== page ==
I want to be a different, better person. And I find myself thinking about it while staring blankly in a Starbucks line, the irony hitting me like a ton of bricks.

I wish that my children could grasp the sweet hand they were dealt.

Then I think about how my children are just like me. I slept on a bed in a mosquito net, while the families I visited that day slept on dirt.

Before we left, I wrote this on our team Facebook page:

“God has always been at work in Rwanda, and the Rwandan people are making incredible things happen for themselves, as it should be…Pray we remain humble, remembering that God has been at work in Rwanda for a very long time, using Rwandans…We will get to see His work and participate in their journey, but they have got this.”

Why is maintaining this perspective so difficult?

Why do I put this burden on myself when they have God?

I believe that God’s plan involved equipping me to help. So I will straighten myself out and mobilize. Rather than wringing my hands, I will listen to Pastor Fred’s advice and here is what I will do:

I will not focus on what I cannot fix, instead I will encourage and support the ongoing efforts of Rwanda and Africa New Life Ministries. 

Instead of standing at the sink obsessing over why I get to have water, I will smile thinking back to the day we waited for our turn at the water pump. The time spent waiting for water provided women a rare pause from constant manual labor and multitasking. If it has not rained the spout only trickles, so people wait. We witnessed how this small pause made space for community. The ladies chatted and laughed. No doubt they laughed about us… I hope they did. It was one of my favorite moments of the trip. Lamenting that we have easily accessible water while they do not is useless. So, I will put my resources and time towards providing accessible clean water for others. (Pssst…Living Water International)

Instead of hiding, I will rejoin my community. Rwandans value community. Rwanda’s emphasis on relational living has no doubt played a large role in their ability to move forward post genocide. My team and I will honor that by returning to our own communities. These are people who supported our dream to travel to Africa, made it possible, and then cared for our families while we were gone. These same people will be there to help us process our experience and to encourage us to apply what we have learned here.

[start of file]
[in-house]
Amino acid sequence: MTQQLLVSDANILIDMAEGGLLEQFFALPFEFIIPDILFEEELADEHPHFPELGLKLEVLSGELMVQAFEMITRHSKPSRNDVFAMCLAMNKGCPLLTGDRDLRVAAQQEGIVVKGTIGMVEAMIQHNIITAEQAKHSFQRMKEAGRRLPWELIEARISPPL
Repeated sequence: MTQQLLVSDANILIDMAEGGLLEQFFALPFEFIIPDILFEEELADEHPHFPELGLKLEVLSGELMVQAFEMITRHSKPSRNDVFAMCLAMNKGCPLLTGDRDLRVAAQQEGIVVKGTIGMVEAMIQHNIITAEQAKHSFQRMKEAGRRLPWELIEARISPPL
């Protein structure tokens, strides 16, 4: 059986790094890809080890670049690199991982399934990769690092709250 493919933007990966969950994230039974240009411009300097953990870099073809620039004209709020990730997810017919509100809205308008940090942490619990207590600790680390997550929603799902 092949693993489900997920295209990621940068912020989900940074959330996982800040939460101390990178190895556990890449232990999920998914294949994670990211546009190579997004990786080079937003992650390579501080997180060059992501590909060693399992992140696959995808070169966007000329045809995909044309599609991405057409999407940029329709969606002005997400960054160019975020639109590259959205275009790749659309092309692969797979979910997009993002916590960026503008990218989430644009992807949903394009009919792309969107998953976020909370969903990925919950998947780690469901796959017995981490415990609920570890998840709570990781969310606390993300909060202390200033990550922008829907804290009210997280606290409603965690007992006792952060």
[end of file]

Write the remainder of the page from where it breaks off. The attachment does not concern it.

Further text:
I will appreciate my families access to education and medical care. If I mope and spin my wheels about why I get to have those things, it takes from the energy I could use to make those things accessible through sponsorship and sharing the mission of ANLM.

But all of that is a work in progress.

My heart is still grieving the imbalance in this world.  And my soul is also filled with gratitude over experiencing a beautiful new culture and country. But I know I will find a new normal. And that knowledge is in part why I am holding on tight to the tension of feeling shaken and hopeful. I want the part of me that broke to stay broken, but I know that it will heal.

I’m praying for a solid scar.

“Nice Girls Don’t Change the World”

I ordered the book “Nice Girls Don’t Change The World” last week thinking that I would add it to my stack of books I’d like to read someday.  It arrived the day before my husband and I were heading out of town for a weekend away.  And in typical fashion, I was throwing my airplane bag together approximately 16 seconds before walking out the door (note: when I’m 40, I’m so going to pack at least 1 hour before I leave….#grownupgoals).  When I realized the book’s petite size, it instantly found its way into the bag and it met all my requirements. The book was small.  The lines were double spaced.  And, there were pictures.  Folks, this was going to be a quick read and I love a quick read. Waiting on the tarmac, I opened it up and realized good things were in store for me. By the end of the first page it was clear Hybel was going to give me a glimpse into her life, personal thoughts and emotions. Cue Happy Katie in an airplane.

Hybel opens by describing herself as a nice girl for the first half of her life.  Her self description included being a people pleaser, a hard worker, a rule follower and someone always pressuring herself to be better.  This is when I checked the front cover to make sure I had not authored the book.

When Hybel turned 39, coincidentally the same age I am now, she ran out of steam.  Her internal and external selves were not in sync and she sought help.  She discovered:

The opposite of a nice girl, I learned, is a “good woman.”  Being a good woman means trading the safe, passive, people-pleasing behavior of niceness for the dynamic power of true goodness.  It means moving from the weakness and immaturity of girlhood toward the strength and maturity of womanhood.

She began to recognize how God wants us to see ourselves and our responsibilities versus the false assumptions we make about God and unknowingly live out.  And she uncovered the force of fear and all its debilitating power.  Ultimately she saw through the muck of her actions and thoughts, finally getting to the core of her purpose.